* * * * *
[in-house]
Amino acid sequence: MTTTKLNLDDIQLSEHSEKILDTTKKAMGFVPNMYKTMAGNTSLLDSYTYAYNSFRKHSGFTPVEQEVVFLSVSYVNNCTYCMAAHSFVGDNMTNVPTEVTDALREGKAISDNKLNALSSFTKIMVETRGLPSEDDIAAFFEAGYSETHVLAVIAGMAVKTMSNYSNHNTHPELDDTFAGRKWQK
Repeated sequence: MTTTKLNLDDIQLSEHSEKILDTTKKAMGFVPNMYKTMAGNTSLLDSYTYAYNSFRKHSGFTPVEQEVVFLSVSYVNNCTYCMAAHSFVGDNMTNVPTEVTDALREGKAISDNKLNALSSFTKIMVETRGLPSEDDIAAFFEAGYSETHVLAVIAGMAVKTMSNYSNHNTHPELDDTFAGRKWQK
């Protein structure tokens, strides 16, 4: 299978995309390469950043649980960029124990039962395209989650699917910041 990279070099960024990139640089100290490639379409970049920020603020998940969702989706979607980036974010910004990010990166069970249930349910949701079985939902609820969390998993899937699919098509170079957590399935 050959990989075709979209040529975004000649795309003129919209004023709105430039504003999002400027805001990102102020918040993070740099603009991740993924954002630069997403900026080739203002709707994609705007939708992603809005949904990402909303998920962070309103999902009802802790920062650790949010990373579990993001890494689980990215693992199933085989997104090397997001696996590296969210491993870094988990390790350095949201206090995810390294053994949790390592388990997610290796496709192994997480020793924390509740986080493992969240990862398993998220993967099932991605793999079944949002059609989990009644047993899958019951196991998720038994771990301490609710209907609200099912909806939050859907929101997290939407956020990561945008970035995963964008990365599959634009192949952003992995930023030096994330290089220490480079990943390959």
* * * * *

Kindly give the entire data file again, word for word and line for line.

[in-house]
Amino acid sequence: MTTTKLNLDDIQLSEHSEKILDTTKKAMGFVPNMYKTMAGNTSLLDSYTYAYNSFRKHSGFTPVEQEVVFLSVSYVNNCTYCMAAHSFVGDNMTNVPTEVTDALREGKAISDNKLNALSSFTKIMVETRGLPSEDDIAAFFEAGYSETHVLAVIAGMAVKTMSNYSNHNTHPELDDTFAGRKWQK
Repeated sequence: MTTTKLNLDDIQLSEHSEKILDTTKKAMGFVPNMYKTMAGNTSLLDSYTYAYNSFRKHSGFTPVEQEVVFLSVSYVNNCTYCMAAHSFVGDNMTNVPTEVTDALREGKAISDNKLNALSSFTKIMVETRGLPSEDDIAAFFEAGYSETHVLAVIAGMAVKTMSNYSNHNTHPELDDTFAGRKWQK
């Protein structure tokens, strides 16, 4: 299978995309390469950043649980960029124990039962395209989650699917910041 990279070099960024990139640089100290490639379409970049920020603020998940969702989706979607980036974010910004990010990166069970249930349910949701079985939902609820969390998993899937699919098509170079957590399935 050959990989075709979209040529975004000649795309003129919209004023709105430039504003999002400027805001990102102020918040993070740099603009991740993924954002630069997403900026080739203002709707994609705007939708992603809005949904990402909303998920962070309103999902009802802790920062650790949010990373579990993001890494689980990215693992199933085989997104090397997001696996590296969210491993870094988990390790350095949201206090995810390294053994949790390592388990997610290796496709192994997480020793924390509740986080493992969240990862398993998220993967099932991605793999079944949002059609989990009644047993899958019951196991998720038994771990301490609710209907609200099912909806939050859907929101997290939407956020990561945008970035995963964008990365599959634009192949952003992995930023030096994330290089220490480079990943390959």